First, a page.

Opencast’s new HQ would be a space where people wanted to work. The idea of increased attendance and office usage was exciting, but first Daniel needed a tool that would make coming into that office a simple and pleasant experience.
“Before, very few people came in, you could be pretty sure you’d get a desk, but now we’re going through a lot of growth.”
Daniel and his team evaluated multiple space management tools. They wanted a tool that:
- Easily integrated with Office 365 for seamless room booking
- Simplified the desk booking process
- Offered an intuitive, user-friendly interface
- Provided workplace analytics and office usage data
- Offered flexible contract terms and pricing models
Robin stood out for all of these reasons, but what compelled Daniel was Robin’s company values and customer service.
“I remember talking about Robin and its history and thinking that it actually sounds similar to our story,” said Daniel. “Having that connection and that culture from Robin really stood out.”
As Daniel started implementation, he realized everything was self-serve. Daniel was able to set up his account within a day.
“It took me no time at all,” said Daniel. “Implementation was a piece of cake.”
The Roll Out
After integrating Robin into its systems, setting up technology in its new office, and testing the software with a small group at its headquarters, Opencast rolled out Robin across their entire organization.
“I was really curious to find out what questions people would ask. What areas do we really need to address and communicate when we roll Robin out company wide? What things are going to go wrong?” said Daniel. “It was seamless. No one came back with any questions, except one person who was like, ‘this is great, thank you.’”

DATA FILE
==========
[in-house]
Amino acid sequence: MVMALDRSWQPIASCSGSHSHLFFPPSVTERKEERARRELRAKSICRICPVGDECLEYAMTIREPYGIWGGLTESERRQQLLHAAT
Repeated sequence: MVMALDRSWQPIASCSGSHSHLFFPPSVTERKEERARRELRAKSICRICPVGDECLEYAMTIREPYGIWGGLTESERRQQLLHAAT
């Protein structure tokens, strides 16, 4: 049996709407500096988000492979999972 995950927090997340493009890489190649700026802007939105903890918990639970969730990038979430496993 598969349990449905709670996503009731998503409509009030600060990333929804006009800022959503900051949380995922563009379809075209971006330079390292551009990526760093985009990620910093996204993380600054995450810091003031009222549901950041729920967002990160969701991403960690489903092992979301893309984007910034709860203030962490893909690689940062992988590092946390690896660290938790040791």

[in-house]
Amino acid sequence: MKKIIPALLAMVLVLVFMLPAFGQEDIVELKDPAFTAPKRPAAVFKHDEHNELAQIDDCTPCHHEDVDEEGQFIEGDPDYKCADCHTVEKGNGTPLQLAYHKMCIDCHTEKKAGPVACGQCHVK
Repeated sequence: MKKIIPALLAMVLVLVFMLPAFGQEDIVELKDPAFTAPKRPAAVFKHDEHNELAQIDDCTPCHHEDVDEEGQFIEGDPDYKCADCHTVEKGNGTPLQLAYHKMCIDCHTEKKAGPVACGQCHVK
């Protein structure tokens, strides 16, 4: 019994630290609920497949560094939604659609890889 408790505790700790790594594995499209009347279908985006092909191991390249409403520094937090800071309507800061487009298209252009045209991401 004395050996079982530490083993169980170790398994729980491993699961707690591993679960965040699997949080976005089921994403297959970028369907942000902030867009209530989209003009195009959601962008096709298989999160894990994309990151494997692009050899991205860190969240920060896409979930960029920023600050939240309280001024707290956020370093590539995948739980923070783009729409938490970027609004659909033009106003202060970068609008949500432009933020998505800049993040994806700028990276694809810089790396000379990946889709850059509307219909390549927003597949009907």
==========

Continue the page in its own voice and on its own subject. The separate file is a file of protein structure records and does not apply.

Despite this being a significant company-wide change, everything ran smoothly with quick adoption and increased engagement.
Today, Opencast’s teams use Robin every day to book desks and spaces. As the team got more comfortable, Daniel began utilizing other features like:
- Health checkpoints: A quick survey before entering the office
- Announcements: A streamlined way to share office events or changes
- Employee experience surveys: An effective way to solicit feedback from teams
- Workplace analytics: An easy way to track office usage and office trends
The Opencast People Team also incorporated Robin into onboarding; sharing guides and videos with new hires, and requiring they practice booking desks and rooms.
In Newcastle alone, Robin helps Opencast support 10 collaboration spaces and 50 desks. The best outcomes show that employees are engaged with the workplace and there is plenty to celebrate from the Newcastle office:
- 10 out of 22 monthly working days sit at 40-60% occupancy
- Tuesday-Thursday are the most popular days for the Opencast team
Even better? Office utilization has been steadily increasing as people rediscover the value of the office, with days often exceeding 70% capacity usage and even reaching 100%.
“We’re not trying to recreate people’s home offices. We’re trying to build something that you can’t get from home. And that is socialization and collaboration,” said Daniel.
Continuing to improve the HQ space, Daniel and his team are finding new ways to bring purpose to the Opencast office. The company culture relies on flexibility and coming together as a team.
The company now also supports satellite offices in Leeds, London, and Edinburgh, to ensure people have spaces where they can connect and collaborate. These smaller spaces help Opencast support employees living outside of Newcastle, with the bonus of creating nationwide recruitment opportunities.
“Our approach to hybrid and workplace strategy is not about being in the office between certain hours or set days. It’s about being at the right place, at the right time, to deliver your work, with our clients and team,” said Daniel. “That could be working from home, or in our office together with people and some whiteboards, if that’s what’s best then that’s the right thing to do.”